Supervisors and co-supervisors

Supervision during the entire PhD track is provided by maximally 2 supervisors (promotores). Often, responsibilities of the supervisor(s) are delegated to one or more co-supervisors (copromotores). Supervisors are professors of Utrecht University or UMC Utrecht or associate professors endowed with the ius promovendi

Supervisor responsibilities include, a.o:

  • Adequate supervision of the PhD candidate;
  • Complete registration of the PhD candidate with MyPhD (from January 2019) within three months after start of the PhD track;
  • Appointment of a Supervisory Committee (see menu below) for each individual PhD candidate;
  • Funding of the PhD track;
  • Informing the PhD candidate on the expectations of all stake holders;
  • Stimulation of creative research and a critical attitude with a pro-active approach;
  • Informing the PhD candidate of relevant seminars, master classes, symposia, conferences and summer schools;
  • Imparting scientific integrity;
  • Organisation of the annual assessment interview;
  • Organisation of the annual interview with the Supervisory Committee;
  • Timely preparation and submission of the thesis to the reading committee and hence the finalisation of the PhD track;
  • Advising the PhD candidate on personal development, career perspectives and stimulating course participation;
Supervisory Committee

A Supervisory Committee (aio-begeleidingscommissie) is assigned to each PhD candidate at the beginning of the PhD track. The PhD candidate should have an active role in choosing who will be part of the committee by discussing this closely with the supervisor(s). The committee consists of 1-2 members, each of them being a researcher (staff member) in a field related to that of the PhD candidate, and not involved in the PhD candidate’s research project. The role of the Supervisory Committee is to provide independent advice to the (co-) supervisor(s) as well as the PhD candidate with respect to the progress (rate, direction, quality) of the PhD track.

The members of the Supervisory Committee do not have to be employed at UU or UMC Utrecht but may also be affiliated with another research institute (e.g. a KNAW institute, UMC, or university). The minimum contribution of the Supervisory Committee is to discuss your annual progress report (see below) with you and your supervisors. In general, the discussion must focus on your achievements, progress and, especially, planning of research and training, feasibility of the project, quality of meetings between you and your supervisors and quality of the infrastructure. Note, you may also discuss confidential matters with your committee at any time!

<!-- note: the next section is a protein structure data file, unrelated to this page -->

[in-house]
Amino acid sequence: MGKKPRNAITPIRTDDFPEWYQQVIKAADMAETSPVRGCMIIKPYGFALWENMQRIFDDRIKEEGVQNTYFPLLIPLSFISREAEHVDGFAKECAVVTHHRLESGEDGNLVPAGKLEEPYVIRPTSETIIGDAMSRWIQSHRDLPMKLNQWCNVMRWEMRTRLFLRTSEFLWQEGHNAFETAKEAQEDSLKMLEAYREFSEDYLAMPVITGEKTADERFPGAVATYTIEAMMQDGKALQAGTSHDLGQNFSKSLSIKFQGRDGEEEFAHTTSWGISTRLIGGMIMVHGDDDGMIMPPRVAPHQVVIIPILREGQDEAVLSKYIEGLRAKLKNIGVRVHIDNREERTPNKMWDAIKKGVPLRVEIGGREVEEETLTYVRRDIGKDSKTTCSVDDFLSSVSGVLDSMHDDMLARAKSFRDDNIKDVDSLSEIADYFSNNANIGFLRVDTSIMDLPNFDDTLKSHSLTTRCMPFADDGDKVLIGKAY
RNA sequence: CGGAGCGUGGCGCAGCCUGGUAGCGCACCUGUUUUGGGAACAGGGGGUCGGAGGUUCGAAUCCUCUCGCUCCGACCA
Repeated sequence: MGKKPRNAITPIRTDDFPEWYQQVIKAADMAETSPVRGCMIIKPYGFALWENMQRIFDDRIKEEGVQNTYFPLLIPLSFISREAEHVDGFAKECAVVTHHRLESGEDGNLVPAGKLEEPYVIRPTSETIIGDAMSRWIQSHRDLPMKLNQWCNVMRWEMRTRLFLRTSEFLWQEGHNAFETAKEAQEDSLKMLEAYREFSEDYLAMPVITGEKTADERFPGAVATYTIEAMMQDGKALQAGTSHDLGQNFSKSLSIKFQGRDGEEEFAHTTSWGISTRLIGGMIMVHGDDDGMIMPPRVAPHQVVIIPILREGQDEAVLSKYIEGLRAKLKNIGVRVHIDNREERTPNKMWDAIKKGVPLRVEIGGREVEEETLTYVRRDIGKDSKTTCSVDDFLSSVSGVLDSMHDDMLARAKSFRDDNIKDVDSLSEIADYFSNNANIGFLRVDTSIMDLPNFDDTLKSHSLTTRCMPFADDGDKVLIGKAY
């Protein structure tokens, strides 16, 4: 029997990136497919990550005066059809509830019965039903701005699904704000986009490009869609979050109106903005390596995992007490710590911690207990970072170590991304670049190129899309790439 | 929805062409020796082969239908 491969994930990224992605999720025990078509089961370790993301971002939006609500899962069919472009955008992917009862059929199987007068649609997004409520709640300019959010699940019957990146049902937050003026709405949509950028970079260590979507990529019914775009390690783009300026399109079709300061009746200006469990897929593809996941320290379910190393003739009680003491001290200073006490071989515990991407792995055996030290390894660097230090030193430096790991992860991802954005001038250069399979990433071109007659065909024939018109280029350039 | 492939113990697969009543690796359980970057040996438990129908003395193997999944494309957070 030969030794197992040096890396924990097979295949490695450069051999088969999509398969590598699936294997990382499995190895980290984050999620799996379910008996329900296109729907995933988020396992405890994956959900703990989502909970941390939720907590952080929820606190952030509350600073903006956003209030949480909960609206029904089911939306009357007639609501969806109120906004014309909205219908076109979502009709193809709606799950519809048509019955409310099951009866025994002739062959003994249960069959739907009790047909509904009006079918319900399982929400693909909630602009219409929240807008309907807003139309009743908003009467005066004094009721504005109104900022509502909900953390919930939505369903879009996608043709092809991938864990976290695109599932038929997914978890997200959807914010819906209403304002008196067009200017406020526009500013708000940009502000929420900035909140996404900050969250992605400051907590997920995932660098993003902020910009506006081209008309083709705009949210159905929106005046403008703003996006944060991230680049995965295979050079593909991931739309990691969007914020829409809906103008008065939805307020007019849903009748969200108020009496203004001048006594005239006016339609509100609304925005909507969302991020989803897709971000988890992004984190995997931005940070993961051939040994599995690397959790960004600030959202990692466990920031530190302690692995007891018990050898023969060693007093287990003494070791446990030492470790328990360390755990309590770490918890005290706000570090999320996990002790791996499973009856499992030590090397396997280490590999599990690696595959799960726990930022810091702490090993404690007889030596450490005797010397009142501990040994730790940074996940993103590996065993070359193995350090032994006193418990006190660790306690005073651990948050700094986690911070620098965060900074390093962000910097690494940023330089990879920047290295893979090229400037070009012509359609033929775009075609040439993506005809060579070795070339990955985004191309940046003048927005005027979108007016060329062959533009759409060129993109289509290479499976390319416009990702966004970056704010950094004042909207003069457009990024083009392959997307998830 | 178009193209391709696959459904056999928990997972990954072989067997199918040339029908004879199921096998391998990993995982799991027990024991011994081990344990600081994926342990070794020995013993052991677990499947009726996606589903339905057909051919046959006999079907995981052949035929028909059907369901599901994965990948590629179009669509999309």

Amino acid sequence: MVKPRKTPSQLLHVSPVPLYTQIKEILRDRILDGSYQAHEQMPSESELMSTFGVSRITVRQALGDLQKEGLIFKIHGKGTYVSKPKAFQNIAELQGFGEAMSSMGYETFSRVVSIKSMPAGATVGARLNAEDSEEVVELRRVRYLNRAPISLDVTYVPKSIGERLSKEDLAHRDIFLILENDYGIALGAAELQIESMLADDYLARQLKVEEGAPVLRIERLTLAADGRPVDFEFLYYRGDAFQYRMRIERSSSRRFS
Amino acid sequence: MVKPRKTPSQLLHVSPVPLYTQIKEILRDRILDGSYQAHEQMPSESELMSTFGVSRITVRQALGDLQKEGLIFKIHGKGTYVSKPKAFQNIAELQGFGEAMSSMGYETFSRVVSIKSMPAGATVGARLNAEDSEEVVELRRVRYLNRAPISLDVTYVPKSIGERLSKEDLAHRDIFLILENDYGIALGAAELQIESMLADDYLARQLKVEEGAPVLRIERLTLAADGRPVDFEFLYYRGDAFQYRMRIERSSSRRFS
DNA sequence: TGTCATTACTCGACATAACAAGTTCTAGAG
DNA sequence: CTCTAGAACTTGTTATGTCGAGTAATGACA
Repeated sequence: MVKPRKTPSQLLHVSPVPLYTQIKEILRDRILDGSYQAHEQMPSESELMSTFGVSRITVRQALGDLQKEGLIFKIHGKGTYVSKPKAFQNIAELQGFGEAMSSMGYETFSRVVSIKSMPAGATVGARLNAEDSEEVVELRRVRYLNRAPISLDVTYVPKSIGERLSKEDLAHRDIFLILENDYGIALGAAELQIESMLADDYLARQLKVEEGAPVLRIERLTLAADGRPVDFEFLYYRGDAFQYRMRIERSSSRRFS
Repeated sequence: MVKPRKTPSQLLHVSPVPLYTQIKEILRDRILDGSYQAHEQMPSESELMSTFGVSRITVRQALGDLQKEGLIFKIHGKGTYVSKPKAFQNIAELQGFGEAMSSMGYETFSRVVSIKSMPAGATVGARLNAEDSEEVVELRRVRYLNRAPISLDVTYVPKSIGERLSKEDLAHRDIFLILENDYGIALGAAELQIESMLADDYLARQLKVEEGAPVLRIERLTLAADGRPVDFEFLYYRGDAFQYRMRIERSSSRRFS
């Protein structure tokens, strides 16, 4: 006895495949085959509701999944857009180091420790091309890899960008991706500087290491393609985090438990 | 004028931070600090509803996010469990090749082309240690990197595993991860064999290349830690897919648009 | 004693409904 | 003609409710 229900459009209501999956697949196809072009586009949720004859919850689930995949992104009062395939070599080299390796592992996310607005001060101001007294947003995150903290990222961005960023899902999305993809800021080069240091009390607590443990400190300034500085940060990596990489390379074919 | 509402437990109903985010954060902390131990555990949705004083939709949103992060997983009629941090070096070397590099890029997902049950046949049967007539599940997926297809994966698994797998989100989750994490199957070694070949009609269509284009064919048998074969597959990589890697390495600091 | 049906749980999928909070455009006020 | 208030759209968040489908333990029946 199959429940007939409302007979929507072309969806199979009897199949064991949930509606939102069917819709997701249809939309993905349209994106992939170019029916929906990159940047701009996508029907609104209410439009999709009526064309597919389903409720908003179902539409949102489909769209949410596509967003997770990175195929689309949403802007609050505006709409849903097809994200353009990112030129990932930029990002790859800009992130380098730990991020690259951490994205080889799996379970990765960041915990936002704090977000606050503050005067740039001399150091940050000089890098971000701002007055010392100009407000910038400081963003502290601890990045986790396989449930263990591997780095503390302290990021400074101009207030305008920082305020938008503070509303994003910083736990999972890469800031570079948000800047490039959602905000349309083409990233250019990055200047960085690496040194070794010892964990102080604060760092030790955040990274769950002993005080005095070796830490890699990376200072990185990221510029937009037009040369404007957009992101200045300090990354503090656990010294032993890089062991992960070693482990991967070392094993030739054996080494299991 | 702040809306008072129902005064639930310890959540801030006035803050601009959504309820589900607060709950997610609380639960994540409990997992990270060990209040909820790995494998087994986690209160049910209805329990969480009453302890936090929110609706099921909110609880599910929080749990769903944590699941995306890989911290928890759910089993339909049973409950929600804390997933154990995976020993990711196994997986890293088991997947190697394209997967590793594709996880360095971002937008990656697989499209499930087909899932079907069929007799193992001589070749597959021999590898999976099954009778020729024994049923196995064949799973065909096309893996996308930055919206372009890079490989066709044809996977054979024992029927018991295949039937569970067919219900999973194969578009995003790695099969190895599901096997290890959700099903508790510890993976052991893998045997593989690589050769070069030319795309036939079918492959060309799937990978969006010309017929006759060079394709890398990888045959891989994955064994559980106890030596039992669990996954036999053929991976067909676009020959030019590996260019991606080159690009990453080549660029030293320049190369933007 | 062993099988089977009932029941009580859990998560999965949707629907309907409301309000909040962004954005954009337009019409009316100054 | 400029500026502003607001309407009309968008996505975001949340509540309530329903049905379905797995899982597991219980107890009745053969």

Questions that may be addressed by the Supervisory Committee include, but need not be limited to:

  • Is it clear to the PhD candidate what is expected by the supervisor, and vice versa?
  • What are the results of the previous year?
  • Is the (sub)project realistic and feasible within the timeframe planned?
  • Is there a clear plan established between you and your (co-) supervisor(s) with regards to research and training for the upcoming year?
  • What are expected bottlenecks? How will they be managed?
  • What results need to be obtained to finish the thesis?
  • Are the research facilities adequate?
  • Is the quality (length, frequency) of meetings between you and your (co-) supervisor adequate?
  • Are you apt to continue the project?
  • Which of your skills or knowledge areas require improvement?
  • How will this be achieved?
Annual assessment interviews

Progress of the PhD track is monitored formally in annual assessment interviews with supervisor and co-supervisor in accordance with the regulations of the institute of affiliation. It is tempting to ‘just’ discuss the progress of the research project. However, the interview should also include the content and progression of the Training Programme and probably adjustment of training plans during the PhD track.

We strongly encourage PhD candidates to use this opportunity for reflection. Just once a year, PhD candidates should take a step back and evaluate not only the progress of their research project (will they finish in time?), but also their personal development and career opportunities after graduation. The GSLS has developed a self assessment form to assist PhD candidates in developing their competences in a structured fashion during the PhD track. This requires some discipline on the part of the PhD candidate but it will pay off.